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Age is just a number – riding over 70

Paddy McKee has been riding since she was three years of age and shows no signs of stopping anytime soon. A regular at local dressage competitions, Paddy has won countless prizes and always has a smile on her face and a kind word to say.

The amazing thing is, Paddy is 73 but proves that age is only a number and never lets that slow her down.

Whether it’s mustering cattle for weeks on end, burning up the local trails or taking part in the Masters Games – Paddy gives it her all and enjoys every second.

“I’ve been riding for as long as I can remember,” explains Paddy.

“I was born horse crazy and I still am horse crazy – something inside me every day urges me to get up, see my horse and ride.

“As I grew up I was my father’s right hand man and helped break horses in, I then successfully competed them at shows where the horses were sold – that’s how we made money to feed the family.

“My father was a well-respected horse trainer and that’s how he made his money, so horsemanship skills were instilled in me at a young age.”

After marrying and having a family of her own, Paddy was still heavily involved in the horse industry.

“My husband was a jockey so we used to train racehorses for steeplechasing but before they could race they had to qualify in hunting events,” Paddy said.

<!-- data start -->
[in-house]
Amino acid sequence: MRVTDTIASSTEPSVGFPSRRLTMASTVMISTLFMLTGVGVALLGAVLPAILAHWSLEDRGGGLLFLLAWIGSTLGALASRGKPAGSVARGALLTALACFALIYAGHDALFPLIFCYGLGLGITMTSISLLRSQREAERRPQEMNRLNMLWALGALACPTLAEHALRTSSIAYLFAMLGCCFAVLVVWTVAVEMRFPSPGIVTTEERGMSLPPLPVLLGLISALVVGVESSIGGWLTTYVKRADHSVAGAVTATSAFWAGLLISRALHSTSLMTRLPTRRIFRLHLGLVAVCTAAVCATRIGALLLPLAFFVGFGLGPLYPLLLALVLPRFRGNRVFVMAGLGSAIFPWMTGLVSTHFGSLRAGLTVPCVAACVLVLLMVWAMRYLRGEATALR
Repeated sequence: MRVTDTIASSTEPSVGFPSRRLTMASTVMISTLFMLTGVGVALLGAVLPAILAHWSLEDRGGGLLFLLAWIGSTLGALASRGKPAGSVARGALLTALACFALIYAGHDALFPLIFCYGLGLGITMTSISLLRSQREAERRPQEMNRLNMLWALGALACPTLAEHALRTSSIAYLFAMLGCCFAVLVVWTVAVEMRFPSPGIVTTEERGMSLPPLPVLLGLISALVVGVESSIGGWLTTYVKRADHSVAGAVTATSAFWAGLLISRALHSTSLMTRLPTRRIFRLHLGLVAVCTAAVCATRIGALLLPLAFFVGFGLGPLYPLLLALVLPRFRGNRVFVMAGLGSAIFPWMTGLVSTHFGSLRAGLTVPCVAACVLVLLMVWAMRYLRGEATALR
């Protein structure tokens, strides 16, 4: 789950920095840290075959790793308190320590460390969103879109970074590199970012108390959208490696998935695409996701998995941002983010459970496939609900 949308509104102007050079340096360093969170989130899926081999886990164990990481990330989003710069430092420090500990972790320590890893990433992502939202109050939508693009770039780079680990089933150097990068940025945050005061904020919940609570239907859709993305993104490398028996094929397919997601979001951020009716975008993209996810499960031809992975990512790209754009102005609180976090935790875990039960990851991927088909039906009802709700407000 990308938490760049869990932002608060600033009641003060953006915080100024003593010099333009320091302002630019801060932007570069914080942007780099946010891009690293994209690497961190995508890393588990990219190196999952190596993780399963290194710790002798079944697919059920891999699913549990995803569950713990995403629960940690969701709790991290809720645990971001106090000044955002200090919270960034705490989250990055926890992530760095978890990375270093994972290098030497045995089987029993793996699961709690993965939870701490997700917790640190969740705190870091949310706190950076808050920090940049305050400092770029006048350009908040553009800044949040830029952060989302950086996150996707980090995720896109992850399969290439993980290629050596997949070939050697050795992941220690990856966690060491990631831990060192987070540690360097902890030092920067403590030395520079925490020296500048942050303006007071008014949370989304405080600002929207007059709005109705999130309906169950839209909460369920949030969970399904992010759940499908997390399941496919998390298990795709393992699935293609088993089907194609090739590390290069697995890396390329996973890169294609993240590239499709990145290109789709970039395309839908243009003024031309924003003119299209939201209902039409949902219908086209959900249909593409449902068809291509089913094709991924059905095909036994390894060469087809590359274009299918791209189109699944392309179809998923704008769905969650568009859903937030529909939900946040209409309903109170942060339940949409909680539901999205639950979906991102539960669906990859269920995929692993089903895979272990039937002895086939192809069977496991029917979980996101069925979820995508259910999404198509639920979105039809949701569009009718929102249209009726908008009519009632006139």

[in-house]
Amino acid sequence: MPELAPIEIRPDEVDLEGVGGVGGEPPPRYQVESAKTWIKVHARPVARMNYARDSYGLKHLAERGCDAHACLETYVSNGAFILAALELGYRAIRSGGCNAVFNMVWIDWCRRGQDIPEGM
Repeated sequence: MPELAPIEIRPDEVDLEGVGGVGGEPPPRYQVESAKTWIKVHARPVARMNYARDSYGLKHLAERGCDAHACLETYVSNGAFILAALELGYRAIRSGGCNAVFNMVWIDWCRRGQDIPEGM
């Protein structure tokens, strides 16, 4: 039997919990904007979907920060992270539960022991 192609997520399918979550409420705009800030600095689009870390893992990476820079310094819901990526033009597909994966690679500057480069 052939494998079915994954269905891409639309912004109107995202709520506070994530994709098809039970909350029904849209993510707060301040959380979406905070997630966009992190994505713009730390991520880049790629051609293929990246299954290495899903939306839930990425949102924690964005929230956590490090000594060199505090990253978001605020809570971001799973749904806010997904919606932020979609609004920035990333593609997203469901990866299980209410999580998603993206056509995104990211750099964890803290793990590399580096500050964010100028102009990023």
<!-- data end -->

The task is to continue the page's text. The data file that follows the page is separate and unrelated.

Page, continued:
“Hunting events were quite good to get miles under the horse’s belt, so we’d take them through the hunting fields and pop them over the fences. If they could clear the five fences at a hunting pace then they would qualify for the steeplechasing trials.

“It got a bit tricky when I had a family to look after, but we still kept training horses and I’d often compete at events with my babies in the pram. We still had to work the horses and provide an income.”

Fast forward to 2015 and Paddy had success in at the Masters Games in Charterville Queensland on a borrowed horse called Voltabolta.

“He was a green Thoroughbred who had been off the track for twelve months and turned out for three months on the lead-up to the games,” Paddy said.

“I didn’t really know the horse when I took him to compete – we’d only had a handful of rides prior to the games. I wasn’t out to win anything though, it was just about having a good time, having some fun and relaxing.

“We ended up competing in the dressage and hacking events, coming away with six gold, three silver and one bronze medal.

“I was the only one at seventy years of age competing and my fellow competitors were calling me the Senior Citizen. I absolutely had the time of my life!  Voltabolta was lovely and looked after me.”

This year Paddy has a new horse and intends on competing as much as she can.

“I purchased my new horse Jack in November last year,” Paddy said.

“He’s a twelve year old Thoroughbred and stands at 15.2hh – the best part is he’s been out and done some hack shows and dead quiet.

“He’s good with other horses and working well, I’ve put a few miles under him with my trail riding and he handled it nicely.

“We don’t do a lot of work in the arena at home, I go out on regular fourteen kilometre trail rides where you can go through the horses paces and work on their laterals – it’s a nice atmosphere and gets the horse thinking.”

When asked how she keeps her confidence, Paddy had some wise words to say.

“I don’t really have much of a fearful bone in my body but it’s important that you feel confident on the horse,” Paddy said.

“Know your limits but get out there and have fun – relax and take your time. Confidence comes from having the right partnership, being able to achieve small goals and allowing your horse to look after you.”

We look forward to hearing of Paddy’s achievements in 2017 – she’s a true inspiration!